Life came to a standstill for this 46-year-old man for who even basic activities such as walking and talking became difficult. After a battery of tests, he was diagnosed with a rare illness called Anti-GAD-65 antibody-mediated cerebellar ataxia.
This rare disease, though not life-threatening, has the potential to hamper the day-to-day functioning of a patient. The illness is so rare that its true incidence is difficult to assess, and doctors mentioned that it might be one in the 100 lakh population. However, it is vital to diagnose as a treatment for this illness is available.
Parmeshwar Lamjane, hailing from Daund, said, "Since the last three years, I had taken treatment from many doctors. But I did not have any recovery, rather things were worsening with each passing day. I even left my job as I was unable to walk, talk, and my vision got blurred."
Dr Lomesh Bhirud, the neurologist from Ruby Hall Clinic, who worked on this case, said, "It is an auto-immune disease where the immune system attacks your own body. In this particular case, the antibodies attacked the cerebellar neurons, so as to cause cerebellar ataxia. We classify this illness as an auto-immune neurological disease."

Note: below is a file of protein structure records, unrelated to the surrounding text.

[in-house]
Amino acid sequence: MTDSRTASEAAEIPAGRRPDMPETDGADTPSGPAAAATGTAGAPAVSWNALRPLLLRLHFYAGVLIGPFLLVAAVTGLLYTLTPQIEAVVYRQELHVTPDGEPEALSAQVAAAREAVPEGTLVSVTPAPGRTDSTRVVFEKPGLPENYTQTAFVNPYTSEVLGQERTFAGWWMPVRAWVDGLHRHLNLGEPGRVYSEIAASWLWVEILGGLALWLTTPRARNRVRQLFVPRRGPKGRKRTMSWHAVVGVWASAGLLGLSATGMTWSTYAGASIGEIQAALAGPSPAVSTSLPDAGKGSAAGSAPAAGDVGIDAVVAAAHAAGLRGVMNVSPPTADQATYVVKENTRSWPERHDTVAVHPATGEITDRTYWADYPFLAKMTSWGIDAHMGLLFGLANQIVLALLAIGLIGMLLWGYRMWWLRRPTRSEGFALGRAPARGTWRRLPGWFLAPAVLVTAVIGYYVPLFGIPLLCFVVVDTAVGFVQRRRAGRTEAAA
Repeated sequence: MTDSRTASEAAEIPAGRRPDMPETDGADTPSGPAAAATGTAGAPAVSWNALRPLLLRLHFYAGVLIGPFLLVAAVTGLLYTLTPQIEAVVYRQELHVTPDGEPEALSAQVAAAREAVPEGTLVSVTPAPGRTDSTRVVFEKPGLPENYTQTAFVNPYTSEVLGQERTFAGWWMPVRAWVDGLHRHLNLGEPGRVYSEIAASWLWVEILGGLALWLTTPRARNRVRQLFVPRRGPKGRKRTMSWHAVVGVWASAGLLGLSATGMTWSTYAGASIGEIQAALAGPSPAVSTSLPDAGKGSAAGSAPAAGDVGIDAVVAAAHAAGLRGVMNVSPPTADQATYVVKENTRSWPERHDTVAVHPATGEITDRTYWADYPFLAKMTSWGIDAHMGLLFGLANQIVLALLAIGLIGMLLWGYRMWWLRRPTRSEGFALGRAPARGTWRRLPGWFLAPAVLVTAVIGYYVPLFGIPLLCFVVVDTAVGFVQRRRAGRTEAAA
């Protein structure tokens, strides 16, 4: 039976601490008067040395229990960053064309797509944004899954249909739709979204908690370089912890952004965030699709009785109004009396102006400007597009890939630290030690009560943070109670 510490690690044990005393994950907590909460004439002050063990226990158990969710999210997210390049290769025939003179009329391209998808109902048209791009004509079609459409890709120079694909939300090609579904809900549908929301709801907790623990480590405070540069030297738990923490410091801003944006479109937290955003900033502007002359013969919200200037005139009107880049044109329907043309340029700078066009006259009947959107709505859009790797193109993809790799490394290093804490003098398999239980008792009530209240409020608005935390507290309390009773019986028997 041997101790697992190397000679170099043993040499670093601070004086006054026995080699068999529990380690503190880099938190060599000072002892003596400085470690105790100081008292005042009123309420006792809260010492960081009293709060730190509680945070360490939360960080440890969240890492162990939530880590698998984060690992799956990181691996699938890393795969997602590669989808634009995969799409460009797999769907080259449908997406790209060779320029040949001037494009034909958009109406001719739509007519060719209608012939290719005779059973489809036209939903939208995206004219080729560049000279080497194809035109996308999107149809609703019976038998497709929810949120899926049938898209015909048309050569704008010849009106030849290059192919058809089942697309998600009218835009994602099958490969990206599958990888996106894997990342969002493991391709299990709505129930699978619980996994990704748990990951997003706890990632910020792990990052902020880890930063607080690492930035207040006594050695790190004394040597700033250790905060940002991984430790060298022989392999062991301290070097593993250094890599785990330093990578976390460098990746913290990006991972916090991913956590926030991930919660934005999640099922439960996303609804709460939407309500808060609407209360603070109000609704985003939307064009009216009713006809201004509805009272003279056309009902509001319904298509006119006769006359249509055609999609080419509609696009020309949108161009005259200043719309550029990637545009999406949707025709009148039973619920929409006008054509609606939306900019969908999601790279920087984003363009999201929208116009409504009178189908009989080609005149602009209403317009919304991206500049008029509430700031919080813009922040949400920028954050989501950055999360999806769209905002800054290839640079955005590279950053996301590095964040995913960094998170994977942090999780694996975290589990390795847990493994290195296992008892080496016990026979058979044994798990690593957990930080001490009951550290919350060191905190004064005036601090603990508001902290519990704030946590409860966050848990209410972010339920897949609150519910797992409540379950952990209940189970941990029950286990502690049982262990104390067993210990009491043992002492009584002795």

But with proper medication, the disease is curable in earlier stages. Diagnosis in the initial stages plays a key role because, in the advanced stage, the treatment may not be as effective.
"We conducted various blood tests, MRI scan of the brain, whole-body PET scan to identify any cancer focus in the body which could also lead to ataxia in this age group of patients. However, the tests remained inconclusive," the neurologist further added. "Then, we decided to escalate our diagnostic panel, which includes an Anti-GAD 65 antibody test in blood and in CSF (Fluid around the brain), and we found there were very high Anti-GAD 65 antibody titres in both blood and CSF," he stated, finally confirming the diagnosis of Anti-GAD 65 Antibody-mediated cerebellar ataxia.
This disease is neither genetic nor infectious, but high antibody titre commonly occurred in type 1 diabetic patients.
Apart from cerebellar ataxia, another sign of this antibody-mediated illness is stiffness in the back, limbs — or the entire body — and occasional seizures.
The treatment includes immunosuppressants and injectable IV immunoglobulin (IV IG). This medication contains antibodies that bind hazardous antibodies in the body and clears them from circulation. It then slowly improves the patient's health. The maximum recovery would take anywhere between two to three months.
Post one month of the treatment, Lamjane said, "I can walk without any support now. There is an 80 per cent recovery in my ability to talk fluently. My vision has also improved significantly."